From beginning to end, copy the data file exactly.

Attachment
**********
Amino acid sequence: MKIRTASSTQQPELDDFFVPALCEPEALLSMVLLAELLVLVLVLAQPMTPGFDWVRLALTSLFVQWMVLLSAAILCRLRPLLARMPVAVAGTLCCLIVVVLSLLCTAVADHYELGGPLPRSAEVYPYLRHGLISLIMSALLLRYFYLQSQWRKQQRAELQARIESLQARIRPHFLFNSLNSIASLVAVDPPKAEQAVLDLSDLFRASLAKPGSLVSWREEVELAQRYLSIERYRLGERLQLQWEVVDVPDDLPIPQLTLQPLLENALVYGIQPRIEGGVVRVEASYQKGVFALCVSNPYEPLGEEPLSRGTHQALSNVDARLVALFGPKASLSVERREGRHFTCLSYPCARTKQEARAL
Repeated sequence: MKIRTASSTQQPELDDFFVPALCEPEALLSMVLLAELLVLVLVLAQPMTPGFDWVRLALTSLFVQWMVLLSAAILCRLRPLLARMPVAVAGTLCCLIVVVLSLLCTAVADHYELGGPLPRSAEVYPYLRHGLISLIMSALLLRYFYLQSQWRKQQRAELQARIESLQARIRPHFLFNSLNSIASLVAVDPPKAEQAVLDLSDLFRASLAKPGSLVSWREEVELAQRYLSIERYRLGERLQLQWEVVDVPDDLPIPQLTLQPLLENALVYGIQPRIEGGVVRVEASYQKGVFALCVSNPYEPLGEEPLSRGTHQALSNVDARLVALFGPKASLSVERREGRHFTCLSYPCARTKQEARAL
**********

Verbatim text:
Amino acid sequence: MKIRTASSTQQPELDDFFVPALCEPEALLSMVLLAELLVLVLVLAQPMTPGFDWVRLALTSLFVQWMVLLSAAILCRLRPLLARMPVAVAGTLCCLIVVVLSLLCTAVADHYELGGPLPRSAEVYPYLRHGLISLIMSALLLRYFYLQSQWRKQQRAELQARIESLQARIRPHFLFNSLNSIASLVAVDPPKAEQAVLDLSDLFRASLAKPGSLVSWREEVELAQRYLSIERYRLGERLQLQWEVVDVPDDLPIPQLTLQPLLENALVYGIQPRIEGGVVRVEASYQKGVFALCVSNPYEPLGEEPLSRGTHQALSNVDARLVALFGPKASLSVERREGRHFTCLSYPCARTKQEARAL
Repeated sequence: MKIRTASSTQQPELDDFFVPALCEPEALLSMVLLAELLVLVLVLAQPMTPGFDWVRLALTSLFVQWMVLLSAAILCRLRPLLARMPVAVAGTLCCLIVVVLSLLCTAVADHYELGGPLPRSAEVYPYLRHGLISLIMSALLLRYFYLQSQWRKQQRAELQARIESLQARIRPHFLFNSLNSIASLVAVDPPKAEQAVLDLSDLFRASLAKPGSLVSWREEVELAQRYLSIERYRLGERLQLQWEVVDVPDDLPIPQLTLQPLLENALVYGIQPRIEGGVVRVEASYQKGVFALCVSNPYEPLGEEPLSRGTHQALSNVDARLVALFGPKASLSVERREGRHFTCLSYPCARTKQEARAL